By ATRIA PACAÑA
The 4th G Music Fest prided itself with its all-out OPM concert, eco-friendly practices, a “show must go on” attitude, and the promotion of visual art in Ayala Circuit Makati Open Grounds last Saturday, Sept. 16.
“The festival will take place rain or shine,” said the Globe official website’s guidelines, and the event truly did. Attendees could be seen bringing umbrellas, caps, and jackets, prepared for any state of weather right as the gates opened at noon and the setlist started by 3 in the afternoon with acts such as folk-pop singer Syd Hartha, indie folk bond Munimuni, Joem, Sugarcane, Nobita, Ace Banzuelo, and even the Season 2 queens from “Drag Race Philippines.”
By 6pm though, the rain cleared and P-pop group BINI fired up the main stage with their shining blue outfits and intricate choreography to their debut single, “Born to Win.” After their electric performance, leader Jhoanna shared that just last year, they were simply watching G Music Fest, but this year they were performing for it — a testament to how much they’ve grown as artists.
The girl group winded down with “Huwag Muna Tayong Umuwi” before bringing the energy back up again with a medley, including songs like “Lagi,” “Na Na Na,” and “I Feel Good.” Even with sweat and exhaustion all over their faces, they ended just as lively as they started with “No Fear.”
Several other activities were found all over the venue. Food and beverage stalls were filled with a variety of choices: Yellow Cab, Winkie Donuts, Coca-Cola, Shakey’s, Pickup Coffee, Pancake House, Kurimu Ice Cream, Better Than Ice Cream, Schroeder’s Deli, Army Navy, Pocofino, Ikigai, Potato Corner & R&B Tea, San Miguel Beer, Sizzlin’ Steak, and more.
Accompanying these were Go Green Stations where solid waste management was implemented. A guard was stationed to assist attendees to segregate their trash properly. Nearby was also Klean Kanteen, a brand dedicated to environmental sustainability, that encouraged a Bring Your Own (BYO) initiative and provided water refilling stations. If a festival-goer did not have their own, beside was a selection of insulated tumblers, bottles, and mugs to buy from. They managed to save over thousands of cups of water with these stations as stated by its glowing red digital counter at the top of the faucets.
Right by the refreshments was a huge space designated specifically for arts, the “G Creator,” where participants could freely express themselves through games and painting. Each side had a specific attraction, and participants could choose where they liked to go and join the activity simply by donating to the Hapag Movement (which is a livelihood program fighting against hunger with the power of technology) through either redeeming 10 Rewards Points for Globe subscribers or donating via GCash a certain amount that ranges from 10 to 25 pesos.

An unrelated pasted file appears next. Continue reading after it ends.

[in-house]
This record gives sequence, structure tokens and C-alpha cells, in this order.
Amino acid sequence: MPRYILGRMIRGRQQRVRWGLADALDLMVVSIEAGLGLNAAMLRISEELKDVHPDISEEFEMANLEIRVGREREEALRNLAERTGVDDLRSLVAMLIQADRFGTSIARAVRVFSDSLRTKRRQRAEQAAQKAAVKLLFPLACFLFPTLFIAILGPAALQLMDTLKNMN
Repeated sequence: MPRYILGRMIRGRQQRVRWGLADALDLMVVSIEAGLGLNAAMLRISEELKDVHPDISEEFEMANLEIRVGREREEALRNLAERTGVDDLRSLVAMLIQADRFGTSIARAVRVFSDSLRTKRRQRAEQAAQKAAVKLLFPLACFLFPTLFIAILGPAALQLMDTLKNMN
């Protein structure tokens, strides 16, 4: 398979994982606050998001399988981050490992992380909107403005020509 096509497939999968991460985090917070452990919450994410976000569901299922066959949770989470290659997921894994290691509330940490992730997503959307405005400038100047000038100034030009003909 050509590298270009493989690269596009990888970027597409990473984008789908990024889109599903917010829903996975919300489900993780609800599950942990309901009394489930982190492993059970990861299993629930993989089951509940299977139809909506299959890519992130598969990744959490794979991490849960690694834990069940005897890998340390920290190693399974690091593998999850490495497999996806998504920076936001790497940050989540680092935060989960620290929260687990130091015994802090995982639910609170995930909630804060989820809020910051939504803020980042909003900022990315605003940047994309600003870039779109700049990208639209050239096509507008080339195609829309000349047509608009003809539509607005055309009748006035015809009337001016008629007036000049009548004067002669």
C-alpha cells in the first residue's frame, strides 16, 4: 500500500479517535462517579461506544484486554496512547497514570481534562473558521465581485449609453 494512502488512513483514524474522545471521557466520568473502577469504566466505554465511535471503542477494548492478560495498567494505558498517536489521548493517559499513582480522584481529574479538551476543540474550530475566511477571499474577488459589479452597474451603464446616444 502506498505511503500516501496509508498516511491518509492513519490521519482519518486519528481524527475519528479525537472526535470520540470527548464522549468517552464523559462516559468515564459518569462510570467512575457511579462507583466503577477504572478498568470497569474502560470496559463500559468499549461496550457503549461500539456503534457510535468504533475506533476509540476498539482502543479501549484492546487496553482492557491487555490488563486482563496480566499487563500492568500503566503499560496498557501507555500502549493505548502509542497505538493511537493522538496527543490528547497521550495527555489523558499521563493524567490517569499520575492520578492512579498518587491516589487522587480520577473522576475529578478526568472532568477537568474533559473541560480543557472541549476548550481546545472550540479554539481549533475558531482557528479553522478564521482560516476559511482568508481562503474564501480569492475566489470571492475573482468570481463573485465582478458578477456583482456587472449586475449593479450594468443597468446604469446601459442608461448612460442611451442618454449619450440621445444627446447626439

To the right were Gudi Drip Studio, a chance to create one’s own drip art on Globe’s new toy character Gudi, and Art Co-Lab, a collaborative wall for participants to paint the Creator Hub mural that was set up. To the left were a photo studio and Pixel Play, where attendees could play Virtual Reality (VR) games. Up ahead was Gudi To Life where people could color in their very own Gudi on sheets of drawn templates.
And at the center was Drip Splash, a company that was brought from Sydney, Australia to the Philippines in aim of encouraging beginners towards art. The founder Steve and other organizers were friendly and accommodating to the aspiring participants, stating that Drip Splash started in the first quarter of this year, and by their service in the festival, it was clear how well they were doing. In the G Creator platform, Drip Splash Philippines lets attendees sit down and paint whatever they want over canvases and take the final product home with or without the guidance of Filipino professional artists close by. The same goes for their studio in BGC: groups of friends could come paint, eat, and drink.
There was a Busker Stage meant for anyone who wanted to perform. Among the courageous was singer-songwriter Kai Buizon, who graced the small stand with her sweet vocals.
Other rows of tents also surround the venue with alternative recreation like merch booths from Bench and Warner Music, a claw machine, and a karaoke booth that plays songs from Warner artists.
Back in the main stage, the setlist continues with electro pop star Paul Pablo, and bands PLAYERTWO, I Belong to the Zoo, and more. Around 9pm, Mayonnaise appeared, bringing their chaotic and infectious energy to the stage with songs like “Kapag Lasing Malambing” and “Tayo Na Lang Dalawa.” They were followed by December Avenue, dedicating “Saksi Ang Langit” to the crowd and performing a new song with a talented young drummer named Fritzy who is known for her viral video.
Ten-thirty rolled around with Dilaw who quite literally opened with a guitarist jumping on stage, while other attendees who were farther away from the stage started to use food stubs on the stalls. “Uhaw” showcased their eccentric yet captivating stage presence. Lola Amour played an hour later with songs like “Falling” and “Raining in Manila,” while The Itchyworms played at 12am.
The night closed with Urbandub, an unspoken promise being sworn that through creation of art, music, and technology, Philippine culture will continue to thrive.